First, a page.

The domestic and family violence screener in its current form has been developed with the gendered-nature of domestic and family violence in mind. NADA acknowledges that this screener is not suitable for a broader audience and that there is further work that is needed in regard to male clients and clients from LGBTIQ communities. Furthermore, NADA intends investing in future capacity building work regarding violence, respectful relationships and working effectively with perpetrators of violence.
The domestic and family violence screener is available to those organisations who work specifically with women and who have engaged in the NADA domestic violence training. This screener has embedded script prompts about supporting women who are/have in the past, experience domestic violence and provides links to resources for case planning purposes.
NADA recognises the unique opportunity AOD services have to reduce the very serious risks posed by domestic and family violence. Evidence suggests the use of direct questions can help prevent violence and improve victim safety. The integration of DFV screening questions into the NADAbase will help ensure all women accessing AOD treatment will be screened as part of standard practice.
The form and support resources referred to throughout the screener can also be downloaded here:
- DFV Screener Form
- Policy Template – available for organisations that do not have a policy in place to manage domestic and family violence.
- Domestic Violence Safety Assessment Tool – available for use by non-government service providers and government agencies, the DVSAT has primarily been designed for use in intimate partner violence situations. Clinicians should use their professional judgement about the appropriateness of individual questions. This assessment can be used in conjunction with the DFV screener in the instance that the client would like to provide further information.
- Identifying and responding to Domestic Violence Policy Template for guidance – available for organisations that do not have a policy in place to manage domestic and family violence.
- Charmed and Dangerous Resource – an initiative of the Tweed Shire Women’s Services Inc, this booklet has been developed for women by women. A resource that can be provided to the client that offers information on reclaiming a healthy relationship.
If your organisation is interested in obtaining the screener for use please contact either the NADAbase team for further assistance.
Blood Borne Virus and Sexual Health Screener
Blood borne virus (BBV) and sexual health screener is designed to identify whether clients attending AOD specialist services have had access to testing for BBVs and sexually transmitted infections (STIs) and/or access to treatment. The screener is accompanied by information links to support testing services, further information around BBVs and STIs, and are included to serve as prompts for workers to consider testing and treatment as part of a client’s care plan.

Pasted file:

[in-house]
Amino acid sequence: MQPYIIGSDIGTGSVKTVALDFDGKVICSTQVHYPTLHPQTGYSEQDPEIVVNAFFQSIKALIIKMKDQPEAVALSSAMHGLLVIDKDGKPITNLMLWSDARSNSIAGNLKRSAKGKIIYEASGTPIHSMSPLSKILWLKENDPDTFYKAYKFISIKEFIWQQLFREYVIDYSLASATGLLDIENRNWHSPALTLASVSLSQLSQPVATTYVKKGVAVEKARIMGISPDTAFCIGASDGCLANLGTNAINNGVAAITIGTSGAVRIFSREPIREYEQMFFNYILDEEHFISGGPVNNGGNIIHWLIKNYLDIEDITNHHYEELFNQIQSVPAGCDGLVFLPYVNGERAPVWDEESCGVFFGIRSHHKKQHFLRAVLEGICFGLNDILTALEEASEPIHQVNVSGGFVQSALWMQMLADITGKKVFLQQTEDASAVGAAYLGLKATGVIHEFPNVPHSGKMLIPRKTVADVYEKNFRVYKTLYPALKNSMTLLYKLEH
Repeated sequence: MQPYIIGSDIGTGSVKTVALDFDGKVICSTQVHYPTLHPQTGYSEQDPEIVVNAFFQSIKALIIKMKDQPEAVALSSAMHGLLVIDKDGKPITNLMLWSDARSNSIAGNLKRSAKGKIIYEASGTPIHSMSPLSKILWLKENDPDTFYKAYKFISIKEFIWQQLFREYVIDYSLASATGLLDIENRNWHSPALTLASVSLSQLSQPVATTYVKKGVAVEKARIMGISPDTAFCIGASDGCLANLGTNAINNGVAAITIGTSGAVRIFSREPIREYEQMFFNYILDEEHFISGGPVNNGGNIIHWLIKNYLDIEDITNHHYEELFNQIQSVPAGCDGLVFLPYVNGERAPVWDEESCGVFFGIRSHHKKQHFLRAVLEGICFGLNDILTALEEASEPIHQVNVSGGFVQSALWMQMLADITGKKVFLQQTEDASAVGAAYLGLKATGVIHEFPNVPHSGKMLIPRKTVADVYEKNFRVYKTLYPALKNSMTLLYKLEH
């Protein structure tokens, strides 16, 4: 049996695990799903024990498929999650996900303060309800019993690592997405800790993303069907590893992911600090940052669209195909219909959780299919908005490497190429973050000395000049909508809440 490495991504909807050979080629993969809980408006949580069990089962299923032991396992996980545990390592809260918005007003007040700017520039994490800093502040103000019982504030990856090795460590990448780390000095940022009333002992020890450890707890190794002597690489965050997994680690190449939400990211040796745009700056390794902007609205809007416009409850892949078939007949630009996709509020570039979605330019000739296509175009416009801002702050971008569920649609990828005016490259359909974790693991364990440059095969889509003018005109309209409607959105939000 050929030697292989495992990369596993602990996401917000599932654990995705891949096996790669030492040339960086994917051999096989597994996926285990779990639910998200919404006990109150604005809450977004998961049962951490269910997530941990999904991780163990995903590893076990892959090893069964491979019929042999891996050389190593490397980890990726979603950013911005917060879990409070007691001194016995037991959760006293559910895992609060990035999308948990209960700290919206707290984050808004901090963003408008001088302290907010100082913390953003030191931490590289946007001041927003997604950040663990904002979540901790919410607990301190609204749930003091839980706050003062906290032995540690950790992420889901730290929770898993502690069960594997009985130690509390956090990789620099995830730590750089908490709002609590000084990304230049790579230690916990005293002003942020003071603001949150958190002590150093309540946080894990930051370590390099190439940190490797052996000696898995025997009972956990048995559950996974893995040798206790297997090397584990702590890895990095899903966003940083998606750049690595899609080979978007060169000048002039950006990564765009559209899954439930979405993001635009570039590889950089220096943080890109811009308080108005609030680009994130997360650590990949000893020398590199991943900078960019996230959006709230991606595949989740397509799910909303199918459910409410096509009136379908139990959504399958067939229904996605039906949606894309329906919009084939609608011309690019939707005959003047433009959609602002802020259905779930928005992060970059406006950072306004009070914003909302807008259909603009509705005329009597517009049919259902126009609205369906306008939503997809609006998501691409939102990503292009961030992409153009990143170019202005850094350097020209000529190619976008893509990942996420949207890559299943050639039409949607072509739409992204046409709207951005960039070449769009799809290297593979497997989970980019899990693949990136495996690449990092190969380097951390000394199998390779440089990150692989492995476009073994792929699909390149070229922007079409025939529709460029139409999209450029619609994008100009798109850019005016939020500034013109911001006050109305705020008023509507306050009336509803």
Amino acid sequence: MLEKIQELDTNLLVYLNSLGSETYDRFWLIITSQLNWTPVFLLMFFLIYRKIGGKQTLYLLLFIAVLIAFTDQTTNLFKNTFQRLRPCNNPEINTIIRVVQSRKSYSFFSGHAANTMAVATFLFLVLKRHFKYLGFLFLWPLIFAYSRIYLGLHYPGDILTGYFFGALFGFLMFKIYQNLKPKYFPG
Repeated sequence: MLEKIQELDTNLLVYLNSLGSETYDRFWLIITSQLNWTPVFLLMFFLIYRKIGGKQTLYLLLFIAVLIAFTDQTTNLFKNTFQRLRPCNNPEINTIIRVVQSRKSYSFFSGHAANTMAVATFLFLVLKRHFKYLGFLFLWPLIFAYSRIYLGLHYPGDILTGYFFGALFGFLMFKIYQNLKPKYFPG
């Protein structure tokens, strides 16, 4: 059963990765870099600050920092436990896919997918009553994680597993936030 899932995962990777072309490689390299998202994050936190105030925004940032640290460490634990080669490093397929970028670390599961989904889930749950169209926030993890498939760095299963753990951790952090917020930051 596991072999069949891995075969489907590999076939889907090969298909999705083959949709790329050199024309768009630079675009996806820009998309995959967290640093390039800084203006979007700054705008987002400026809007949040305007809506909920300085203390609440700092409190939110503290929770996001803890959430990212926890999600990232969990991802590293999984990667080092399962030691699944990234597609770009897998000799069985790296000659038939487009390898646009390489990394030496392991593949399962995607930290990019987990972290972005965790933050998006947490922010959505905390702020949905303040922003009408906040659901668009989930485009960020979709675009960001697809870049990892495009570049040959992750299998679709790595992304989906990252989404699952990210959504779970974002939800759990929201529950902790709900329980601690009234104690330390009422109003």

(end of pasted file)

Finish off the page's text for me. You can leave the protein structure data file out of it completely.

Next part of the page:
The form, support resources and information referred to throughout the screener can also be downloaded here:
- BBV & Sexual Health Screener Form
- Hepatitis Factsheet – developed by Hepatitis NSW, this resource provides clients with easy to understand information on hepatitis A, B & C, detailing what it is, treatment available, vaccine and prevention.
- HIV Factsheet – developed by NSW Health, this resource provides information on HIV – what HIV is, the risks, prevention, and treatment, including hotlines for further information.
- STIs and Safe Sex – a link to the NSW Health Play Safe website that provides an interactive site for clients to easily navigate to receive information on STIs and safe sex practices. The site also includes online community chats and Q&As.
Client and Organisation Reports
Once a screener has been filled out in NADAbase a print icon in the top right hand corner of each screener will allow clinicians to print out the filled in forms for each client. This can either be placed on the client’s file along with their case notes or alternatively used to provide to the referred clinician for further treatment.
Through your Organisation Summary Report located in NADAbase under the drop down menu Reports, managers will have the ability to see if your organisation is asking these questions. This will be displayed as three numbers: Green = figure of respondents saying YES, Orange = figure of respondents saying NO, Red = figure of respondents who were not asked the question. As we move further along the NADAbase expansion project, these figures, including further details, will be visible via dashboards and client summary reports.
Privacy and Confidentiality
NADA members and users of NADAbase are required to comply with the National Privacy Act 2008 (amended 2016), and the Health Records and Information Privacy Act 2002 (NSW). These Acts outline the responsibilities the organisation has with regard to collection, use and security of data.
Prior to administering any of the screeners, it is important to inform clients that steps will be taken to protect the privacy of their personal information. The following are appropriate steps to ensure this. A sample Privacy and Consent Form is provided.
- Inform the client why you are collecting this information.
- Assure the client that their personal health information will be protected in accordance with the relevant Acts.
- Inform the client that they are entitled to access their own records according to your organisation’s policies and are entitled to make a complaint about handling of personal information and privacy.
- Explain to the client that their personal information will be given to another person only if this is important for their health care or can be otherwise legally and ethically justified.
- Explain that de-identified information may be used in service or sector wide planning, reporting or research activities.
NADA has invested in screeners that have been informed by research literature and treatment-based expertise and welcomes feedback throughout their implementation in NADAbase on firstname.lastname@example.org. The current screeners are also well supported by NADA capacity building projects to ensure that workers have the tools they need to respond to clients who identify as having personal experiences of any or all of these important issues.